Does Your Tree Need to Be Pruned or Trimmed?
Although people often use the terms “pruning” and “trimming” interchangeably when it comes to tree maintenance, the truth is that they are not one and the same.
The act of removing dead or diseased branches from a tree is known as pruning, whereas trimming a tree involves cutting back branches and limbs for aesthetic purposes. The confusion between pruning and trimming is likely due to the fact that both involve cutting back at least a portion of the tree. A good way to look at it is that pruning is generally for the health needs of the tree, while trimming is more about how the tree looks.
The fast answer to the query of whether your tree needs to be pruned or trimmed is a resounding “both.” Both pruning and trimming are essential to tree health and should be done routinely. And while both are necessary for the aesthetics of your tree, pruning plays the more significant role between the two when it comes to your tree’s overall health and longevity. A look at both pruning and trimming in greater detail can help you understand which actions are needed and when.
The goal of pruning your tree is to remove any damaged, diseased or dead branches and to shape and thin out the tree. This improves the tree’s overall health and helps your tree establish a strong growth structure so that it can truly thrive.
Absent pruning, trees become more susceptible to local tree diseases, and their size can become unduly restricted. What’s more, pruning can also help facilitate sunlight reaching the tree’s lower branches, which has the effect of encouraging their growth and (in the case of fruit trees, at least) enhancing fruit production due to branching.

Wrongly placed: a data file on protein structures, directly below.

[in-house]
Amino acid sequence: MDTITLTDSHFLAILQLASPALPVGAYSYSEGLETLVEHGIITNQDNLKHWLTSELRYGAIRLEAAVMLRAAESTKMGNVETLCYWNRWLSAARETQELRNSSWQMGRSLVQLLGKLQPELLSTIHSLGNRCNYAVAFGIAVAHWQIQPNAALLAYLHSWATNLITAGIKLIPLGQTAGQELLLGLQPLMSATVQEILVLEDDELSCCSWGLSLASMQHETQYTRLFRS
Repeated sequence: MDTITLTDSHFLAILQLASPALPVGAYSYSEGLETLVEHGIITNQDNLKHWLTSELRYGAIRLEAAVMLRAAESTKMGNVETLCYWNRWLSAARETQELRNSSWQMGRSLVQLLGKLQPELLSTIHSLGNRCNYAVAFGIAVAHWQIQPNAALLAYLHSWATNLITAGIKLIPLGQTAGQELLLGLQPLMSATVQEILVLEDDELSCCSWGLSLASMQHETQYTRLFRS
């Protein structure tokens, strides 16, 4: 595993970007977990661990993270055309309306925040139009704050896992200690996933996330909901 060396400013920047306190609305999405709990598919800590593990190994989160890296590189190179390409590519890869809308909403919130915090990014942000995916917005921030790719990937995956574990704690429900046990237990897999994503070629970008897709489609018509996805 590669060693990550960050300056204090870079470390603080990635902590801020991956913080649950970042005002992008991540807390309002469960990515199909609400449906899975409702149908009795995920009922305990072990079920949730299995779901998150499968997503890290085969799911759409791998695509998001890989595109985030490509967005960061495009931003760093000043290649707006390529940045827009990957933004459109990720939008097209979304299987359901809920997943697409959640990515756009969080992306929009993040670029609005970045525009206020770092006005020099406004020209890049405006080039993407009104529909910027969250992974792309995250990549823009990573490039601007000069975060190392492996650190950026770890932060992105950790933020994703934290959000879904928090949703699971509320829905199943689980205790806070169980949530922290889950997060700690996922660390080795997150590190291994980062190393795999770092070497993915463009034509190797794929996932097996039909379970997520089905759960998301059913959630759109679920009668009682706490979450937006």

Pruning should be done far less often than trimming. Typically, trees only need to be pruned every two to three years. Ornamental trees require more frequent pruning than shade or fruit trees. The frequency of pruning greatly depends on the type of tree, how fast the tree grows and your objective in pruning it. Whether a tree is deciduous or evergreen also matters, with the former requiring pruning every two or three years and the latter being pruned less often due to their slower growth. You may need to prune evergreens more frequently, though, if they have dying branches.
Pruning is necessary and healthy for trees and actually promotes the tree’s health and beauty while stimulating its growth. Pruning your tree will allow more optimal penetration of sunlight and improved air circulation, which can lead to a healthier tree that is better capable of resisting diseases and insects. Trees left unpruned can quickly progress to be in even worse shape with unsightly dead or diseased branches that provide ideal conditions for rot and pest infestation.
Trimming is more about optics than anything else. Trimmed trees may take on a cleaner, more appealing look in the landscape. Homeowners often trim trees to achieve regularity in shape and size. If multiple trees growing together were inadvertently planted too closely together, trimming the trees’ branches can reduce overcrowding.
Trimming might also be done to cut back dense or overgrown limbs and branches that block a feature of the property or that prevent sunlight from entering a window or other area. Additionally, if a tree’s overgrowth impedes rainfall from reaching certain areas of the landscape, it’s not unusual for the tree to be trimmed to remedy the issue.
For young trees, landscapers recommend annual trimming. But as trees grow taller (and older), their branches begin to form and shade out other areas of the tree. When this happens, new growth may eventually become too large for the structure of the tree. What ensues, especially on larger trees, is split wood or even structural failure of the tree. So, in this case, the frequency at which your tree needs to be trimmed depends on how fast it grows and the climate in which you live.
As a rule of thumb, faster-growing deciduous trees — including elm, oak and maple — need more frequent trimming than pine or other evergreens.
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